I can hear this production of Julius Caesar before I can see it. As I walk up to the Globe it rings with music, and inside actors are already milling about, shouting and singing, echoing what the Globe might have been like in Shakespeare’s day when there was no such thing as theatre etiquette. Every time I visit the Globe I admire more and more how Artistic Director Dominic Dromgoole manages to utilise the space to add another layer to the storytelling.

When the play has actually begun and Caesar approaches, the din crescendos with boisterous chants that we might have heard more of in our own streets, had we got further in the World Cup. I recently discussed a contemporary reimagining of Julius Caesar with another company, and we spoke at length about how the contrary means of violence supposedly bringing about a greater good was a pattern which repeated itself throughout history and rang true to this day. By placing so many actors amongst the audience, Dromgoole really does succeed in incorporating them into this collective voice of the people. Dromgoole’s staging is an achievement against a classical backdrop. The dress is Elizabethan, the actors occasionally adored with Roman-esque embellishments. In that way, it’s a very convincing insight into the original staging conditions.

If you’re not already familiar with Shakespeare’s Julius Caesar, it tells the story of the emperor to be and his popularity amongst his people, which is contested by the rest of the senate who believe in a democratic rule over possible tyranny. So although Brutus (Tom McKay) takes some convincing, in a plan spearheaded by Cassius (Anthony Howell), they plan to assassinate Caesar (George Irving). But, Caesar’s great friend Mark Anthony (Luke Thompson) avenges his death and leads the people in a civil war against the senate.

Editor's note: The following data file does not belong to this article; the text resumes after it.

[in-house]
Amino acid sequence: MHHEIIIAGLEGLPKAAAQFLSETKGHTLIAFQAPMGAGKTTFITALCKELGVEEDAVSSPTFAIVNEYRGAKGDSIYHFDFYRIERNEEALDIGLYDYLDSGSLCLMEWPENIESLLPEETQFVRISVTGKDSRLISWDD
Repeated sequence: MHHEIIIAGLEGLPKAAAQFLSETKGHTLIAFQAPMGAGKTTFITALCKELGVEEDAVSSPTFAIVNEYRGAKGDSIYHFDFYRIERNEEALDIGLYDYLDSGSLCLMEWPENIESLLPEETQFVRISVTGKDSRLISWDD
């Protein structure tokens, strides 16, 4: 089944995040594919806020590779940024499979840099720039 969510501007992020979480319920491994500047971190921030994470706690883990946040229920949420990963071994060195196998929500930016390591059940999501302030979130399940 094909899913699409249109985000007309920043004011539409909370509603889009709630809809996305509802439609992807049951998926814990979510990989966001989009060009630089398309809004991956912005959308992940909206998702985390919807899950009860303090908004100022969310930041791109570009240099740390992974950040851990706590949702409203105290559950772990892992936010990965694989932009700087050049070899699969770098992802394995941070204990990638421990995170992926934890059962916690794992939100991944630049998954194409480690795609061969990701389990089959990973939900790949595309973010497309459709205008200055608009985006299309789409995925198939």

There aren’t a lot of fancy bells and whistles to this production, it’s played very straight. So, I can only conclude that this production is so engaging because of the calibre of the acting. Irving is a strong presence in the title role, and supporting there’s a brilliant sense of brotherhood between Tom McKay’s brooding Brutus, and Howell’s fierce Cassius. McKay make a Hamlet out of his role, projecting his inner turmoil excellently. Similarly, Thompson’s Anthony is an endearing contrast in himself. Mentions should also go to Christopher Logan who plays Cascar with brilliant comic timing and Keith Ramsay, whose sweet folky lullaby spread  a hush throughout an entranced auditorium.

Some critics might argue that this is so purely produced, it lacks imagination, and that’s an understandable viewpoint. Beyond the brilliant acting and staging, the choreography of expansive scenes at war are wasted a little when the pace and tension could increase and carry the play into a stronger climax. As it is, interludes in which soldiers holding spears and shields gradually fan out from their tight formation, marching left to right, is pretty stilted.

They’re always fun, but this is definitely the most bizarre curtain call I’ve seen at the Globe, it fetches a lot of laughs and relieves the bloodbath. Altogether, it’s an impressive showcase of what the Globe does best: a well-researched classical staging of Shakespeare’s work, which does the Bard justice.

Julius Caesar plays at The Globe Theatre until 11 October. For tickets and more information see the Globe Theatre website.